Mr  Minkin  said that he was not happy with the amount billed. It was explained that the costs estimate had been exceeded largely as a result of an increase in work because Mrs  Minkin  had unexpectedly rented the matrimonial home. Mr  Minkin  said he could not pay the fees until he had a costs order against Mrs  Minkin . It was explained that the firm needed to be paid if Mr  Minkin  wished it to continue working. Later that day Mr  Minkin  agreed in an email to send the firm a further £1,000.

A second bill was sent to Mr Miskin.

Eventually the firm emailed Mr Minkin to say: "[The] position remains as before in that we cannot continue to act in circumstances where there is a substantial amount outstanding. To summarise there is £2,472.50 outstanding from our first invoice and there is about £1,100 of work in progress."

Mr Minkin replied that he had lost confidence in his solicitor and that he did not propose to issue further instructions. In the event, the firm wrote to the court stating that they were no longer instructed. At the hearing of the occupation order Mr  Minkin  acted in person and confirmed to the court that the firm no longer acted for him. Mr  Minkin  did not complain that the firm failed to represent him at that hearing.

Mr Minkin applied for a detailed assessment of the Bills in the case.

The Master held that the firm was in breach of contract on each occasion when they said they would not continue to act without payment. Mr  Minkin  had reasonable justification for delaying payment in that the first bill exceeded the estimate. The matrimonial proceedings had not concluded and that was what the estimate was intended to cover. Mr  Minkin  complained promptly about the first bill. The firm had no right to suspend work. In the Master's judgment the retainer was terminated by the email in which the firm refused to do further work without payment. That was a repudiatory breach of contract because Mr  Minkin  had a reasonable justification in not paying. That repudiation was accepted in Mr  Minkin 's return email later that evening. The breach was a serious breach. The firm "downed tools", in particular in refusing to contact the court, thereby destroying the prospects of a continuing relationship with Mr  Minkin . The firm was not entitled to any costs. The firm had to refund all the amounts paid, less counsel's fees.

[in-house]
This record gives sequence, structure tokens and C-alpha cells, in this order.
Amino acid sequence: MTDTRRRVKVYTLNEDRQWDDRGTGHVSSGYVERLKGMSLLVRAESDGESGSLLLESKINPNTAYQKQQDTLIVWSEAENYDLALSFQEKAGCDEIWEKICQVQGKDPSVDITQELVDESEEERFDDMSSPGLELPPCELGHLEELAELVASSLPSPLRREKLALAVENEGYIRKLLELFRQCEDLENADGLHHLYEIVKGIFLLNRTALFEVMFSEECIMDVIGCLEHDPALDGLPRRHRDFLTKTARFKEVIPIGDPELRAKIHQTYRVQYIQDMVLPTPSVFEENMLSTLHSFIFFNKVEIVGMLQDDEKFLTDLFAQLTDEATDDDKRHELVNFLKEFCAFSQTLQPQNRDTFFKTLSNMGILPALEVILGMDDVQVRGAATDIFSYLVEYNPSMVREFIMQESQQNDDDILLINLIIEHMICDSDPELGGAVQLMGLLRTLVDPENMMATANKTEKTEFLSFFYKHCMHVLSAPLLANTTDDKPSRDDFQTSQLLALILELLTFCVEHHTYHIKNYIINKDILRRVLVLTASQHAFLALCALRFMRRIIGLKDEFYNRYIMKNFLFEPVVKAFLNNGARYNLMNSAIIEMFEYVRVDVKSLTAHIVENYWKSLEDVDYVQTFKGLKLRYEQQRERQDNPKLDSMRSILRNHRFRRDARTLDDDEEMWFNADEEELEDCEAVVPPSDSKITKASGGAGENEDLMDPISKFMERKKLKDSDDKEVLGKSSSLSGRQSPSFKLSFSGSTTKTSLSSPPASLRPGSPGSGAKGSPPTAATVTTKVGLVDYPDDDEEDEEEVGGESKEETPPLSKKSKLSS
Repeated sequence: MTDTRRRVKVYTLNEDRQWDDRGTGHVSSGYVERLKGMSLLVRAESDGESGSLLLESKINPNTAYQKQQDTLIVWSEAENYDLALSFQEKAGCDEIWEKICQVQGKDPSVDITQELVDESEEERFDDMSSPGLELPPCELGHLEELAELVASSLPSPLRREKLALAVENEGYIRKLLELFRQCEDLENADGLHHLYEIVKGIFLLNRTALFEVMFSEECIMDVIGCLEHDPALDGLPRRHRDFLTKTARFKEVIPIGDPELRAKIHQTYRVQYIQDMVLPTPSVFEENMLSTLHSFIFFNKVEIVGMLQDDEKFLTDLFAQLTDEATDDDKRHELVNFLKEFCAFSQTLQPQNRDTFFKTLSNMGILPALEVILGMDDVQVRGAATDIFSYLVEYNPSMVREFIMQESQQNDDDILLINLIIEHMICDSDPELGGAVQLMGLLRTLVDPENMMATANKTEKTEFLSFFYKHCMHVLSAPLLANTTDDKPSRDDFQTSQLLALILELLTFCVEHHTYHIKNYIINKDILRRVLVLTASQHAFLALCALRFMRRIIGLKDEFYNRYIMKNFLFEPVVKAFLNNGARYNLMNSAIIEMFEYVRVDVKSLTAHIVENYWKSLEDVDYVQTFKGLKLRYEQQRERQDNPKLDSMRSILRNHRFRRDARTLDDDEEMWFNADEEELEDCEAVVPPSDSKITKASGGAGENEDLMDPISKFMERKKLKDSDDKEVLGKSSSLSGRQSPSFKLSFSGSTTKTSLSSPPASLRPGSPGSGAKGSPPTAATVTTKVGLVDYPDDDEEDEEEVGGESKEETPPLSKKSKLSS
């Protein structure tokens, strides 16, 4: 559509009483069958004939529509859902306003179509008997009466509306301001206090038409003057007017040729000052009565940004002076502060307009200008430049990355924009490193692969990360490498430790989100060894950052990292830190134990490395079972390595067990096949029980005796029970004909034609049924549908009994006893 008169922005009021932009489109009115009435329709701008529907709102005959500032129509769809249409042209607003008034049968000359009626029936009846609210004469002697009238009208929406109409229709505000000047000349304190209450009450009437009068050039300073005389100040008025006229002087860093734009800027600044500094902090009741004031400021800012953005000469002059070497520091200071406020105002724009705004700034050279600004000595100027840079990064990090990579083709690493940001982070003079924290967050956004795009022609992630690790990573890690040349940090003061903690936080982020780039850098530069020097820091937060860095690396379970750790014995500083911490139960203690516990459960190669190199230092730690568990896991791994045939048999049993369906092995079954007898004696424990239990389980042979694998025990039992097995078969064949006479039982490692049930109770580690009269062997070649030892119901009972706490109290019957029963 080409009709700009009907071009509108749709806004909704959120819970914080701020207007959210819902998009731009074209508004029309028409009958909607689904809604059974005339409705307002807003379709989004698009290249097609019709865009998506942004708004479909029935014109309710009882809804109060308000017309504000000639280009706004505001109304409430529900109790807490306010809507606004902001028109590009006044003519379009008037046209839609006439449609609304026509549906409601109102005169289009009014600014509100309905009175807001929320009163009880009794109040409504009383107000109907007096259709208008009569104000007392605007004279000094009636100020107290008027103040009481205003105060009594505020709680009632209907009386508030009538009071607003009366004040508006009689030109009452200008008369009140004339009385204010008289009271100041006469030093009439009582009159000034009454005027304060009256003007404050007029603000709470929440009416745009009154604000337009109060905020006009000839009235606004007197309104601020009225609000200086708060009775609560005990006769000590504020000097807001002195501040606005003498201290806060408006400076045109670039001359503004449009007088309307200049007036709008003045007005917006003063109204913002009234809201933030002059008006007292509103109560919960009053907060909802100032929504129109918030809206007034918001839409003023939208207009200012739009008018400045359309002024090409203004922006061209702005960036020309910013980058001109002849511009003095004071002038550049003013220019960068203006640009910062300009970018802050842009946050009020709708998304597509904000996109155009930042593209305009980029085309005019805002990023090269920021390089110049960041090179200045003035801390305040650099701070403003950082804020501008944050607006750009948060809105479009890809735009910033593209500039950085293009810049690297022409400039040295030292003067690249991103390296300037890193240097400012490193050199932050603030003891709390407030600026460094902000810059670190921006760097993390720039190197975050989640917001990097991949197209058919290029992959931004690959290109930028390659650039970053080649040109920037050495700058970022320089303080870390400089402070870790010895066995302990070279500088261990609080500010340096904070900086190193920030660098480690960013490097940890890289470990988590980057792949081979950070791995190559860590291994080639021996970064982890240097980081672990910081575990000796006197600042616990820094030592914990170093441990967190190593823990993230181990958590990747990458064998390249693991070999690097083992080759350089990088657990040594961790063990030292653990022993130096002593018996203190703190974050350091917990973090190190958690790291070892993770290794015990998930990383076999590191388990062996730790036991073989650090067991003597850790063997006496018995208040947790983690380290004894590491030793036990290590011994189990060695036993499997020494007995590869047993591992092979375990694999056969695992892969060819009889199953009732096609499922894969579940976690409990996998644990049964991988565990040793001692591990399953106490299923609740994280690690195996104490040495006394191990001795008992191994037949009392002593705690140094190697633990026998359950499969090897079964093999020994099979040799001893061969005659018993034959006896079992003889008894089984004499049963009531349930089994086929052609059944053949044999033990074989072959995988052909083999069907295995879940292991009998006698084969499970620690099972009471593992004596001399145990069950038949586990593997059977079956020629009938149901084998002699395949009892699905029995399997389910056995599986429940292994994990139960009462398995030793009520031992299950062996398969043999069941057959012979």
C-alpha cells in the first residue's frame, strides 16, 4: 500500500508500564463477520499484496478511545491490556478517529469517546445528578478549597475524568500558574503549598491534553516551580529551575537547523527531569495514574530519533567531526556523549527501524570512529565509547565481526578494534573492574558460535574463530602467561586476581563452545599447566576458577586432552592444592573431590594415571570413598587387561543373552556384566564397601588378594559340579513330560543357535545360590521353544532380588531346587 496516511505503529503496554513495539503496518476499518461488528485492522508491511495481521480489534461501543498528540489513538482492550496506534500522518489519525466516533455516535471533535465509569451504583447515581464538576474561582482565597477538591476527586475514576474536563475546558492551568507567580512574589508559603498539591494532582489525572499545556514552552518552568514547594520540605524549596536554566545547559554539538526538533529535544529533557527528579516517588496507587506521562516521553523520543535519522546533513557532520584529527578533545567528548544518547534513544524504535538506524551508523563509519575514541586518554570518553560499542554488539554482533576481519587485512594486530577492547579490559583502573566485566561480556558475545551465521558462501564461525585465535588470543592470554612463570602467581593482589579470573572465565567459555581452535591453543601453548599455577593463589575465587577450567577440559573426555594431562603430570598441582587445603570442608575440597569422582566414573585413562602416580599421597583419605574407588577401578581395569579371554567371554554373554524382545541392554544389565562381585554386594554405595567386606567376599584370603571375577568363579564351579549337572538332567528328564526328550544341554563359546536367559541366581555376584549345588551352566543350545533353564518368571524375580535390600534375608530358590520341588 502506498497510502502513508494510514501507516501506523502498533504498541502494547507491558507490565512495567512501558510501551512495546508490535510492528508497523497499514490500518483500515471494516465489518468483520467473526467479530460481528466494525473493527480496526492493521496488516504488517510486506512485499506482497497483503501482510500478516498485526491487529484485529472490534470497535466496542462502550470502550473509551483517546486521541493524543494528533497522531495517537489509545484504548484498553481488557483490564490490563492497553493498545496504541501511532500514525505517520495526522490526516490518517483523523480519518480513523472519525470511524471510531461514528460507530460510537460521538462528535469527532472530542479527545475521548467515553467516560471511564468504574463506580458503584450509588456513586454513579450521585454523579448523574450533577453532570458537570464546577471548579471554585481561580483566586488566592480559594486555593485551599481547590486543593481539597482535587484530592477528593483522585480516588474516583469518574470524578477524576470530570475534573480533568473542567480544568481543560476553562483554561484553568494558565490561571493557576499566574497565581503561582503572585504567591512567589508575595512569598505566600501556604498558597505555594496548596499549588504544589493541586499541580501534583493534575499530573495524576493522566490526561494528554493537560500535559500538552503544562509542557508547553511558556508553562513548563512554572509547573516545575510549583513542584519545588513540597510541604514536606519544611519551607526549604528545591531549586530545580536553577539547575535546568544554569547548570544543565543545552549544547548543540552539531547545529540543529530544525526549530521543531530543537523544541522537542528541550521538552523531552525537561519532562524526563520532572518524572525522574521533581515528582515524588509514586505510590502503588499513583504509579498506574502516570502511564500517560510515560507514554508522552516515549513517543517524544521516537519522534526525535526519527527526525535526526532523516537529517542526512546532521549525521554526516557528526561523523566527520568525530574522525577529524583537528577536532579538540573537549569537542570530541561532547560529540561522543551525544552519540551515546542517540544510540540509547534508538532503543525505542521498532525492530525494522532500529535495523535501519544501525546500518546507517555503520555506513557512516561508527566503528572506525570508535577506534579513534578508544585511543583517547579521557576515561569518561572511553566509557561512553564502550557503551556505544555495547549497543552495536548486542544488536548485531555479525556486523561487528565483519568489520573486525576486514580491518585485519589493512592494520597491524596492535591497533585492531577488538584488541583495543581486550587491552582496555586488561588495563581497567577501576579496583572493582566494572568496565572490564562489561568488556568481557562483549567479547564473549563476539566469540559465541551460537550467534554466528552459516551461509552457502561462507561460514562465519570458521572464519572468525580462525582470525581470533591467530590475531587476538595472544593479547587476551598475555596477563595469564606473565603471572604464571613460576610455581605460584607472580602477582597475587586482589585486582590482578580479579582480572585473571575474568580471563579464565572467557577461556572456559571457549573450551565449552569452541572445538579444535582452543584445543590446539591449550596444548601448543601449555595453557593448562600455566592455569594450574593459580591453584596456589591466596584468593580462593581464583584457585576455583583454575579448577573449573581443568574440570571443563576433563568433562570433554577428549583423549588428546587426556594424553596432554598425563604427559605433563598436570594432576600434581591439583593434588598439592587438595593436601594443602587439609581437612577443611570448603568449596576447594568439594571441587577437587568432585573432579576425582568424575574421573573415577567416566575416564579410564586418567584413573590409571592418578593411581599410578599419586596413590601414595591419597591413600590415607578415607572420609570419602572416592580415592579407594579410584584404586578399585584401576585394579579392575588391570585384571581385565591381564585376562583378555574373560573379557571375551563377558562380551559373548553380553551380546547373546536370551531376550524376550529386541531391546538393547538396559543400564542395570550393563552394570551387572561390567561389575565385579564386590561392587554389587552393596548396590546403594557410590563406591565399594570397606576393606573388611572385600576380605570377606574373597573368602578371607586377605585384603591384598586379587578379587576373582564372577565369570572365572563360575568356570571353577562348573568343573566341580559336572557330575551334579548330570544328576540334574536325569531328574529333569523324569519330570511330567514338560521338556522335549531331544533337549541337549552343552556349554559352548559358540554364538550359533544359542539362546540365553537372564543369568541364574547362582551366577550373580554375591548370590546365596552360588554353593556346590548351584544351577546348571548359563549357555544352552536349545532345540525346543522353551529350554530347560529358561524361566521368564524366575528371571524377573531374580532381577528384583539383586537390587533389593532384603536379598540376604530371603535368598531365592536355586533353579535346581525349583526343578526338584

Cranston J upheld the decision of the Master. He said:

'The outcome may seem harsh on the firm. But the fact is that it should have been clearer in its retainer letter as to the nature of the engagement. That may have allowed it to inform Mr  Minkin  that pursuit of the tenants his wife had allowed into the matrimonial home did not fall within its ambit. It should also have complied with the terms in its retainer letter and those in its standard terms of business. Under these it should inform a client in writing when it appears that any previous estimate may be exceeded. It must then consider whether, in the circumstances, the client has reasonable justification for not paying and whether it would be reasonable to terminate the contract for non-payment. And it can only do that with reasonable notification.'"

If you would like to know if your client care and terms of business letters are compliant, or any other processes and procedures within your practice are, then you may be interested in CPM21's Practice MoT service, more details of which can be viewed on our website at;